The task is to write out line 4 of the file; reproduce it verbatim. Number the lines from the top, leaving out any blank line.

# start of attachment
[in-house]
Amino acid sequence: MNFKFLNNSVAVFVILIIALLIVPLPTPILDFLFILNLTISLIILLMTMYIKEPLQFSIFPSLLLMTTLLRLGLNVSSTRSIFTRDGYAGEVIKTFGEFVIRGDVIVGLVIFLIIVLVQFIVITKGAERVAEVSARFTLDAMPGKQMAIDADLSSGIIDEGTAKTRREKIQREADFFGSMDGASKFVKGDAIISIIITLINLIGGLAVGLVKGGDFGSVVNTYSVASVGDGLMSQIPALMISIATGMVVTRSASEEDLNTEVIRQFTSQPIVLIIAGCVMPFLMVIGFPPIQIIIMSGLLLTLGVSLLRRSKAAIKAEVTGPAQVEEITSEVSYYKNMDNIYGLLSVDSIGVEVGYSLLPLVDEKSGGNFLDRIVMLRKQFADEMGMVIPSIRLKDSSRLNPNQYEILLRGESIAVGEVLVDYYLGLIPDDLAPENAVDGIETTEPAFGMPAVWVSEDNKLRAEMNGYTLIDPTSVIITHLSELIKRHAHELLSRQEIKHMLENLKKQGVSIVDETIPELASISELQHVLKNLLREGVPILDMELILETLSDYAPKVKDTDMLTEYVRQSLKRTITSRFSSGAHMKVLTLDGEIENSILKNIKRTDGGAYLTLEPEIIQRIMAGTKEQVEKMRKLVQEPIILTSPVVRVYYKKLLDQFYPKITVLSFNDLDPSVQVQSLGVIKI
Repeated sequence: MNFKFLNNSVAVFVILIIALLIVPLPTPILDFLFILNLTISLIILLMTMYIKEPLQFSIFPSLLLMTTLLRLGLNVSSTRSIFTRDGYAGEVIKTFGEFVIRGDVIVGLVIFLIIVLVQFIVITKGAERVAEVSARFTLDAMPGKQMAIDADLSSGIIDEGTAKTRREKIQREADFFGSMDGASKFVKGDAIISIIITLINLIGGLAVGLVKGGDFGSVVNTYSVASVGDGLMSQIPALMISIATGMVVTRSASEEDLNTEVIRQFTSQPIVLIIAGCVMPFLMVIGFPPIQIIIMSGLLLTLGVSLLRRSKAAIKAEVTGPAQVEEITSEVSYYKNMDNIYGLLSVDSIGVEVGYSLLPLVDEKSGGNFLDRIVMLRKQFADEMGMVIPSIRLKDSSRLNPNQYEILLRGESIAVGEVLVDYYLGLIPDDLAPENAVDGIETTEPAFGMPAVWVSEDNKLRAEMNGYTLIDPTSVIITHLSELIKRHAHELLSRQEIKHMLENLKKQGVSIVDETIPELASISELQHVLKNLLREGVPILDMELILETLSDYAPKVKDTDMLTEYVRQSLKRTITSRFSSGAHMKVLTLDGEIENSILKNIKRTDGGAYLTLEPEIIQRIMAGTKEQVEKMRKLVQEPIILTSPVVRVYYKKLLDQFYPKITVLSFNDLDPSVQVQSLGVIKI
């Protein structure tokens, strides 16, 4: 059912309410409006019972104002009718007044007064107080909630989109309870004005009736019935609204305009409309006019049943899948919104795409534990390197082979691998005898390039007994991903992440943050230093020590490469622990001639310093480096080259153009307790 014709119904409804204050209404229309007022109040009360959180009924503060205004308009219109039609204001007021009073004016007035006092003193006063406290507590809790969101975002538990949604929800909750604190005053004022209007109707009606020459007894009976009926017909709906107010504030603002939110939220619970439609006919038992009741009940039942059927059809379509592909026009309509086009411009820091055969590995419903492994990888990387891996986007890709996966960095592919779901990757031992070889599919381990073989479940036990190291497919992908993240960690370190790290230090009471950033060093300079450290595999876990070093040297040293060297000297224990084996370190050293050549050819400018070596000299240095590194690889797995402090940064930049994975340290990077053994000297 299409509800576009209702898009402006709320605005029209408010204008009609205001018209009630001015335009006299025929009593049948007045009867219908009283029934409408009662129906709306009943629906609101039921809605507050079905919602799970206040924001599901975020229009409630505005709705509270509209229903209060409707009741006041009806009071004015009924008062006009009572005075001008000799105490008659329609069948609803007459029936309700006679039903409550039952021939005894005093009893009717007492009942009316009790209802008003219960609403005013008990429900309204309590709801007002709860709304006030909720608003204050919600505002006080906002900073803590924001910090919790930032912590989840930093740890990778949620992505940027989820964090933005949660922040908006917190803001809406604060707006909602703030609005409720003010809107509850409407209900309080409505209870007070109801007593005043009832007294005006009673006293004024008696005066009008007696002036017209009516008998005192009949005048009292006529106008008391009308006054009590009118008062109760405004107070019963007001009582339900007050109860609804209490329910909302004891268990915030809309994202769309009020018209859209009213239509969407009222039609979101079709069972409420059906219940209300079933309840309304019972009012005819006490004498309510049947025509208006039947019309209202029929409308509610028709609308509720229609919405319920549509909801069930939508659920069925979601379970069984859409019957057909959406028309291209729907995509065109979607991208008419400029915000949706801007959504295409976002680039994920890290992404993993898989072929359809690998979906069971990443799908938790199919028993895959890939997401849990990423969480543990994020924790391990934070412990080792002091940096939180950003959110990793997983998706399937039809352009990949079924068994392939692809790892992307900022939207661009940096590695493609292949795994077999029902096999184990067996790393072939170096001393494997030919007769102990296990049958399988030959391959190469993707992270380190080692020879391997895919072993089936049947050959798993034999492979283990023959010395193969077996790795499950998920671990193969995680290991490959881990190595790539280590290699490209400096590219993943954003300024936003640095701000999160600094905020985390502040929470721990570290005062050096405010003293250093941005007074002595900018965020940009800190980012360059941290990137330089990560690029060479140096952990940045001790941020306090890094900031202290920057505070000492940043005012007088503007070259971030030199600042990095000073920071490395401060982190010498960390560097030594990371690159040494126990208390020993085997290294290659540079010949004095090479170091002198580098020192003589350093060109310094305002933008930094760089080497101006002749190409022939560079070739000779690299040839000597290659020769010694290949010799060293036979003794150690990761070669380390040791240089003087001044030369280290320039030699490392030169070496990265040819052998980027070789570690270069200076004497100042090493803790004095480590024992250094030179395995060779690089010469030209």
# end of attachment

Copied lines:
């Protein structure tokens, strides 16, 4: 059912309410409006019972104002009718007044007064107080909630989109309870004005009736019935609204305009409309006019049943899948919104795409534990390197082979691998005898390039007994991903992440943050230093020590490469622990001639310093480096080259153009307790 014709119904409804204050209404229309007022109040009360959180009924503060205004308009219109039609204001007021009073004016007035006092003193006063406290507590809790969101975002538990949604929800909750604190005053004022209007109707009606020459007894009976009926017909709906107010504030603002939110939220619970439609006919038992009741009940039942059927059809379509592909026009309509086009411009820091055969590995419903492994990888990387891996986007890709996966960095592919779901990757031992070889599919381990073989479940036990190291497919992908993240960690370190790290230090009471950033060093300079450290595999876990070093040297040293060297000297224990084996370190050293050549050819400018070596000299240095590194690889797995402090940064930049994975340290990077053994000297 299409509800576009209702898009402006709320605005029209408010204008009609205001018209009630001015335009006299025929009593049948007045009867219908009283029934409408009662129906709306009943629906609101039921809605507050079905919602799970206040924001599901975020229009409630505005709705509270509209229903209060409707009741006041009806009071004015009924008062006009009572005075001008000799105490008659329609069948609803007459029936309700006679039903409550039952021939005894005093009893009717007492009942009316009790209802008003219960609403005013008990429900309204309590709801007002709860709304006030909720608003204050919600505002006080906002900073803590924001910090919790930032912590989840930093740890990778949620992505940027989820964090933005949660922040908006917190803001809406604060707006909602703030609005409720003010809107509850409407209900309080409505209870007070109801007593005043009832007294005006009673006293004024008696005066009008007696002036017209009516008998005192009949005048009292006529106008008391009308006054009590009118008062109760405004107070019963007001009582339900007050109860609804209490329910909302004891268990915030809309994202769309009020018209859209009213239509969407009222039609979101079709069972409420059906219940209300079933309840309304019972009012005819006490004498309510049947025509208006039947019309209202029929409308509610028709609308509720229609919405319920549509909801069930939508659920069925979601379970069984859409019957057909959406028309291209729907995509065109979607991208008419400029915000949706801007959504295409976002680039994920890290992404993993898989072929359809690998979906069971990443799908938790199919028993895959890939997401849990990423969480543990994020924790391990934070412990080792002091940096939180950003959110990793997983998706399937039809352009990949079924068994392939692809790892992307900022939207661009940096590695493609292949795994077999029902096999184990067996790393072939170096001393494997030919007769102990296990049958399988030959391959190469993707992270380190080692020879391997895919072993089936049947050959798993034999492979283990023959010395193969077996790795499950998920671990193969995680290991490959881990190595790539280590290699490209400096590219993943954003300024936003640095701000999160600094905020985390502040929470721990570290005062050096405010003293250093941005007074002595900018965020940009800190980012360059941290990137330089990560690029060479140096952990940045001790941020306090890094900031202290920057505070000492940043005012007088503007070259971030030199600042990095000073920071490395401060982190010498960390560097030594990371690159040494126990208390020993085997290294290659540079010949004095090479170091002198580098020192003589350093060109310094305002933008930094760089080497101006002749190409022939560079070739000779690299040839000597290659020769010694290949010799060293036979003794150690990761070669380390040791240089003087001044030369280290320039030699490392030169070496990265040819052998980027070789570690270069200076004497100042090493803790004095480590024992250094030179395995060779690089010469030209």